DEFF Research Database (Denmark)

    Kristensen, Hanne Kaae; Tistad, Malin; Von Koch, Lena;

    2016-01-01

    the participants' perceptions of involvement in decisions on care or treatment and needs for health services in 11 problem areas: mobility, falls, incontinence, pain, fatigue, emotion, concentration, memory, speaking, reading, and sight. The perceived impact of stroke in eight areas was assessed using the Stroke...... stroke. The number of participants who reported problems varied between 51 (80%, mobility) and 24 (38%, sight). Involvement in decisions on care and treatment was found to be associated with having health services needs met in six problem areas: falls, fatigue, emotion, memory, speaking, and reading....... Conclusions: The results highlight the importance of involving patients in making decisions on stroke rehabilitation, as it appears to be associated with meeting their health services needs....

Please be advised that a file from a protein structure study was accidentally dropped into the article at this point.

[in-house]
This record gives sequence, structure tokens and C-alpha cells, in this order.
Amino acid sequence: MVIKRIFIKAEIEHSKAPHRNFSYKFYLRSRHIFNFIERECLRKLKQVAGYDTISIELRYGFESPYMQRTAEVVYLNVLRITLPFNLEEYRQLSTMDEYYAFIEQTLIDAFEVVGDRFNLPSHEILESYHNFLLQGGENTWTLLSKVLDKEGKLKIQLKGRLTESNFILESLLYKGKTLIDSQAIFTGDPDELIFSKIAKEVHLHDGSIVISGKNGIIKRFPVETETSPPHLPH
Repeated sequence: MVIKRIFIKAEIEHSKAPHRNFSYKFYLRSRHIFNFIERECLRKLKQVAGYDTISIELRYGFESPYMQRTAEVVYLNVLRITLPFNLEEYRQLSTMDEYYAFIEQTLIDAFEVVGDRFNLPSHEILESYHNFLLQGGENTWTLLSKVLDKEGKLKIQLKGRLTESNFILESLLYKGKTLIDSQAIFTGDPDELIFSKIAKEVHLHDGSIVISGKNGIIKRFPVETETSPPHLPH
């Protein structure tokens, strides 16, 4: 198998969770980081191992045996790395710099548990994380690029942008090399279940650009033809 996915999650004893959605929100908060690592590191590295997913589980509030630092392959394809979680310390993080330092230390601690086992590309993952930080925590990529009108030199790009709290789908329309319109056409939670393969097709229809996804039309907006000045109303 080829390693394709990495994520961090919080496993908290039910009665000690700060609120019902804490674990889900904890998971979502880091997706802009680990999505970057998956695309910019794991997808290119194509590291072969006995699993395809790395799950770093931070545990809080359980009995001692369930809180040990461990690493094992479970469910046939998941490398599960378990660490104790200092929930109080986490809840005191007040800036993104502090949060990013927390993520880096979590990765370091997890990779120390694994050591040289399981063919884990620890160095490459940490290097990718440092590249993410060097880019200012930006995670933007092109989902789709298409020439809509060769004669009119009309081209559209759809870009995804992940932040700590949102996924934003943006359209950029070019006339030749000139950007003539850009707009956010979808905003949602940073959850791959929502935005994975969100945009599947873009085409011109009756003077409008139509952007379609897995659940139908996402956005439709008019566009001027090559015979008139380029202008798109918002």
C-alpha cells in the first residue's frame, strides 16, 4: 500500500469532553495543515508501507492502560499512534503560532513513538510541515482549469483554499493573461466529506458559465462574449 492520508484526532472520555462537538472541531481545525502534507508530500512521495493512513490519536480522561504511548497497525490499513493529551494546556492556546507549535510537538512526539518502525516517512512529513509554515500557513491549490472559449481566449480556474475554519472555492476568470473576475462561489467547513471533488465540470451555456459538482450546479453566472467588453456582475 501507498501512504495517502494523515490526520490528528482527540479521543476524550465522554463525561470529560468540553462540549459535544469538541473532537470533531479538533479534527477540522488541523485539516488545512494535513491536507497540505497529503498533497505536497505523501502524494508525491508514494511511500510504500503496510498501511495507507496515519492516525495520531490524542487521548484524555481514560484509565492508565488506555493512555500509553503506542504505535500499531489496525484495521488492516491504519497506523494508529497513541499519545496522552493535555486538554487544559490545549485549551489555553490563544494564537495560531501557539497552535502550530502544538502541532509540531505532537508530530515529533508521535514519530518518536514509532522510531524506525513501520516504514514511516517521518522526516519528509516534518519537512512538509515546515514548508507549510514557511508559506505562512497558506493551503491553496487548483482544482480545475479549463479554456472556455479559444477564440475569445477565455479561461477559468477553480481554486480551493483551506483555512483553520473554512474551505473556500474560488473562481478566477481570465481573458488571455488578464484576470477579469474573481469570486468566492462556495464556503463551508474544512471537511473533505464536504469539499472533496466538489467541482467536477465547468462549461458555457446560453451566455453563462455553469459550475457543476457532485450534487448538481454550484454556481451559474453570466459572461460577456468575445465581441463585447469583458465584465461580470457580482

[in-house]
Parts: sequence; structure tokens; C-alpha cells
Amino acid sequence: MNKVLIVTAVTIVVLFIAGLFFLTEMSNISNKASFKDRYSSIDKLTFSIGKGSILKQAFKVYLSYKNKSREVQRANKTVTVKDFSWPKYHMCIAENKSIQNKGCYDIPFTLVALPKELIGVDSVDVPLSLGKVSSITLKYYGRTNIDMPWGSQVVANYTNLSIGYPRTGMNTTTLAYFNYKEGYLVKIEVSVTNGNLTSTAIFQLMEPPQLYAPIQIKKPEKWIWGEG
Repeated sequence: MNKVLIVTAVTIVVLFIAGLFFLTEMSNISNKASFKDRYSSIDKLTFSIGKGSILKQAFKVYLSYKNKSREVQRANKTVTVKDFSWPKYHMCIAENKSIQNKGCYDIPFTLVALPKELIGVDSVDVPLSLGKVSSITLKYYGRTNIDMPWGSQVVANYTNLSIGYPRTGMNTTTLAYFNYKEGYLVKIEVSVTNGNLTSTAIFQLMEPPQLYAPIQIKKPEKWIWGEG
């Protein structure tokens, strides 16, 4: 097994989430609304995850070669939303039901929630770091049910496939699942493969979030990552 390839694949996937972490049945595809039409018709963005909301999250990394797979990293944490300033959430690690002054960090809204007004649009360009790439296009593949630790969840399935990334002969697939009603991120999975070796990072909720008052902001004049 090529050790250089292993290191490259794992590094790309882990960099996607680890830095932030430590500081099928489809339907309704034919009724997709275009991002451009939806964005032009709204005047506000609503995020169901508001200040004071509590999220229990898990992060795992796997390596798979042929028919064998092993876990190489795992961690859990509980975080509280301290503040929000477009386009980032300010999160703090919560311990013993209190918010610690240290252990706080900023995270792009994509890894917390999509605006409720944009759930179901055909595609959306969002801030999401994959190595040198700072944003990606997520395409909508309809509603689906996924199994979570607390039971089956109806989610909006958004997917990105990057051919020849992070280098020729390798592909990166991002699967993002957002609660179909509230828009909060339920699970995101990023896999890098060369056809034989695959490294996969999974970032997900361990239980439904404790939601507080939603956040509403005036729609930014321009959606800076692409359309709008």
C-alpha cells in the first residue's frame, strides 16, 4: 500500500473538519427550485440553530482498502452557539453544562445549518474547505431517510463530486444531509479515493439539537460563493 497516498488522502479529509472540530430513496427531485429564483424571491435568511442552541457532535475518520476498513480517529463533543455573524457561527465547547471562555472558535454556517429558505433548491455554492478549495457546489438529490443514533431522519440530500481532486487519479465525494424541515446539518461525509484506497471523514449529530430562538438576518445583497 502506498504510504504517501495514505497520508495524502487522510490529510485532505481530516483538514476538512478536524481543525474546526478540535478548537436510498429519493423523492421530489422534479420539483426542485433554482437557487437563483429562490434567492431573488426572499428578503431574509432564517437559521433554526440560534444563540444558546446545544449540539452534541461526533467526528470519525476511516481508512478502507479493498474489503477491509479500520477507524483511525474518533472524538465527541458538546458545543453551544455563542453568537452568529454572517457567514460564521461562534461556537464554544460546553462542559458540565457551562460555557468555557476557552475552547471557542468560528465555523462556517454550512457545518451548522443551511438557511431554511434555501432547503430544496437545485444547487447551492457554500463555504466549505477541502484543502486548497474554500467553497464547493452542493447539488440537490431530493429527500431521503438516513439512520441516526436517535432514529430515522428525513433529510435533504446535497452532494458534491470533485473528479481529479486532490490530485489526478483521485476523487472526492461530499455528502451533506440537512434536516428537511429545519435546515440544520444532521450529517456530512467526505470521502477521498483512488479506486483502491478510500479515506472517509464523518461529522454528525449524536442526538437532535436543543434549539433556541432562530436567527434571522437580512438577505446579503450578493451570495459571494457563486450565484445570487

17. The importance of patient involvement in stroke rehabilitation

    DEFF Research Database (Denmark)

    Kristensen, Hanne Kaae; Tistad, Malin; Von Koch, Lena;

    2016-01-01

    participants' perceptions of involvement in decisions on care or treatment and needs for health services in 11 problem areas: mobility, falls, incontinence, pain, fatigue, emotion, concentration, memory, speaking, reading, and sight. The perceived impact of stroke in eight areas was assessed using the Stroke...... a mild stroke. The number of participants who reported problems varied between 51 (80%, mobility) and 24 (38%, sight). Involvement in decisions on care and treatment was found to be associated with having health services needs met in six problem areas: falls, fatigue, emotion, memory, speaking, and...... reading. Conclusions: The results highlight the importance of involving patients in making decisions on stroke rehabilitation, as it appears to be associated with meeting their health services needs....